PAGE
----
5. Has Kyle Orton grown since last season? A 6-0 start put Orton, Josh McDaniels and the Broncos in the forefront of the NFL last season, but a trip to Baltimore turned into disaster. The Ravens turned that game into a scouting clinic, beating Denver 30-7 and providing a blueprint for how to stop the Broncos' offense. The Ravens figured Orton doesn't have the arm strength to throw deep, so defenders squatted on routes, stuffed the run and gave other teams a formula that contributed to the Broncos' 2-6 finish. Orton returns to Baltimore on Sunday on a pace to throw for more than 5,000 yards. He feels better suited to attack the Ravens because Denver's offense is more successful with intermediate routes and Eddie Royal has returned to being a top slot receiver. Let's see what the Ravens' defense finds this year.
6. Could the Chiefs face an ambush? Similar to the Broncos a year ago, the Chiefs are the surprise unbeaten team at 3-0 heading to a showdown against the Indianapolis Colts. Next week, they visit the Houston Texans. Do the Chiefs have the offense to hang with Peyton Manning and Matt Schaub? Kansas City coach Todd Haley's plan will be simple. He'll run Thomas Jones and Jamaal Charles up the middle of the Colts' defense. ESPN Stats & Information ranks the Colts as the second-worst team in football stopping runs into the middle of the line, giving up 7.6 yards an attempt. The problem facing the Chiefs is Manning, who according to ESPN Stats & Information has a 115 quarterback rating and eight touchdown passes out of three-receiver sets. The Chiefs are allowing a 49.1 completion percentage and 60.6 quarterback rating against three-receiver offenses.
7. Maxing out the backup quarterbacks: Arizona Cardinals coach Ken Whisenhunt, disappointed with the poor play of Derek Anderson, decided to go with undrafted rookie Max Hall in Sunday's game against the New Orleans Saints. The track record of undrafted rookie QBs playing in Year 1 isn't good. Matt Moore went 2-1 for the Panthers as an undrafted rookie in 2007. Chad Hutchinson, who gave up baseball for football, went 2-7 for the Cowboys as a rookie in 2002. Others, such as Doug Johnson and Brock Berlin, didn't produce a victory. The bigger question is whether Hall can last 12 games without bringing the Cardinals' season down. Another backup, Todd Collins, will start for the Bears over Jay Cutler against Carolina. Cutler is still recovering from the effects of a concussion. For what it's worth, backups are 6-13 this year and have a combined 79.9 quarterback rating.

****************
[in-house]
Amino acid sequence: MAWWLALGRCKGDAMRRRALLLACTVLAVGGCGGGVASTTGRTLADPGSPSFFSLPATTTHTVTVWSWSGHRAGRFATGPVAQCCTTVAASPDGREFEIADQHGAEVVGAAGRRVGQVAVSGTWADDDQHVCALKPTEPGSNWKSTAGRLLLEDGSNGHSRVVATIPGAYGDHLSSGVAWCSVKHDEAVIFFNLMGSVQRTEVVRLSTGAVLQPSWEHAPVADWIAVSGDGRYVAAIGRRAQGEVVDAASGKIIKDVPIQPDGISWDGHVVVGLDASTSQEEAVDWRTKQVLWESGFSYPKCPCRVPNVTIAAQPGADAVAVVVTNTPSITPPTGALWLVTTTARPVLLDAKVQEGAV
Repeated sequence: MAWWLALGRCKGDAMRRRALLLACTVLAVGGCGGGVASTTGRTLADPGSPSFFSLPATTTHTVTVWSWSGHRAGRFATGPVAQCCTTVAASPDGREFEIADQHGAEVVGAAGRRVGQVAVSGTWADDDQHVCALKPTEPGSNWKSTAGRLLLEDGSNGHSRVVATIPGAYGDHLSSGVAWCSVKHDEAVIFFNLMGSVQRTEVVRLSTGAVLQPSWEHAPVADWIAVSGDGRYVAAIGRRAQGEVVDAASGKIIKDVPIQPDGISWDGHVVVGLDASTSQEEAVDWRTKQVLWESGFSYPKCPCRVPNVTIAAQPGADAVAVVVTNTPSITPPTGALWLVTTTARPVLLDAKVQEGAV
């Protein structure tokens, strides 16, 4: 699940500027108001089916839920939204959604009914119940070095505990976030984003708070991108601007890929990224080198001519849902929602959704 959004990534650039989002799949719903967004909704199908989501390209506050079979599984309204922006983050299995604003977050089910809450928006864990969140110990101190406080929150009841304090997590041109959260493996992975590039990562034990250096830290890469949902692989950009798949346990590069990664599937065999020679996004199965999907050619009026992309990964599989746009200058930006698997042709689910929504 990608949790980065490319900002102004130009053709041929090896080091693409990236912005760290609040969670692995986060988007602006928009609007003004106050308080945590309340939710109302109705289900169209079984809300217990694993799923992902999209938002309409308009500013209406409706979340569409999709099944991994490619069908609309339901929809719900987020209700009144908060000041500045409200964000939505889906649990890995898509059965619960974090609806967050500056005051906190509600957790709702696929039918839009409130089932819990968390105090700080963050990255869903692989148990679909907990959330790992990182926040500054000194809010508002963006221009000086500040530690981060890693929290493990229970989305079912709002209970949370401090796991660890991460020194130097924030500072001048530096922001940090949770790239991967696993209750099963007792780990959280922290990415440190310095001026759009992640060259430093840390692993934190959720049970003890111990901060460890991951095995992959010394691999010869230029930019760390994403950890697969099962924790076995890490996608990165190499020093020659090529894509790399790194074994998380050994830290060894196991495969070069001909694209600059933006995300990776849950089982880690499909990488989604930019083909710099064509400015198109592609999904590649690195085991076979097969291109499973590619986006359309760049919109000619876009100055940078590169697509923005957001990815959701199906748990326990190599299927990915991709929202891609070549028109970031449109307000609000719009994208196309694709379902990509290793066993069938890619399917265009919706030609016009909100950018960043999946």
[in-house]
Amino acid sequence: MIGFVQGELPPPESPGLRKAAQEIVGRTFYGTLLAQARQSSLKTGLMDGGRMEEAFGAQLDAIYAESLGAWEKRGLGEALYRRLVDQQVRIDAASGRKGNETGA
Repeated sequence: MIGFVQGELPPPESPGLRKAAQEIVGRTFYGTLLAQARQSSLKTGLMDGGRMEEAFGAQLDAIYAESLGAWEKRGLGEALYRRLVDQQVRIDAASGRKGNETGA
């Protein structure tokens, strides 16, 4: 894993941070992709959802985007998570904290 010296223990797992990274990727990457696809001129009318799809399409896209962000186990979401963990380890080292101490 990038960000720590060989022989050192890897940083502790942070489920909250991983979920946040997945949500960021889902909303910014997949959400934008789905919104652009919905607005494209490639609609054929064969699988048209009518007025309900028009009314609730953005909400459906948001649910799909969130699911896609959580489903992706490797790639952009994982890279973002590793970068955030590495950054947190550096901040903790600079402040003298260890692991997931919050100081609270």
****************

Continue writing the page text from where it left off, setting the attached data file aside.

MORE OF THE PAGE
8. AFC versus NFC: The AFC-NFC battles resume with five interconference matchups this week. Four are in AFC cities, with the Cincinnati Bengals favored over the Tampa Bay Buccaneers, the Jets favored over the Vikings and the Texans favored over the New York Giants. One of the more interesting games could be the Falcons' visit to the Cleveland Browns. The Browns have been competitive enough to have four games decided by seven points or less, but they've lost three. The Falcons have won their past two games with late field goals by Matt Bryant. The Titans-Cowboys game is another fascinating interconference battle. The AFC leads the NFC 11-6 after four weeks.
9. Running on empty: The Green Bay Packers are averaging only 94.5 yards a game and 3.94 yards a carry on the ground and don't have a lead running back after losing Ryan Grant for the season. The Redskins lost Clinton Portis for a month because of groin injury. They are averaging 98 rushing yards. This is a "showdown" between running backs Brandon Jackson (Packers) and Ryan Torain (Redskins). Expect a lot of short passing in this one.
10. A game of checkdowns? With Michael Vick healing from rib problems, Kevin Kolb gets the start for the Eagles on Sunday night against the struggling 49ers. Alex Smith is working with his second offensive coordinator this season on a volatile and winless 49ers team. Coach Mike Singletary is calling out players and letting them go if they don't want to stay along for the bumpy ride. Kolb versus Smith could be predictable if both defenses switch to a Cover 2 and simply let the quarterbacks throw checkdown passes to running backs. The Eagles would be at a disadvantage in that case because LeSean McCoy has a cracked rib and fullback Leonard Weaver is out of the season.
John Clayton, a recipient of the Pro Football Hall of Fame's McCann Award for distinguished reporting, is a senior writer for ESPN.com.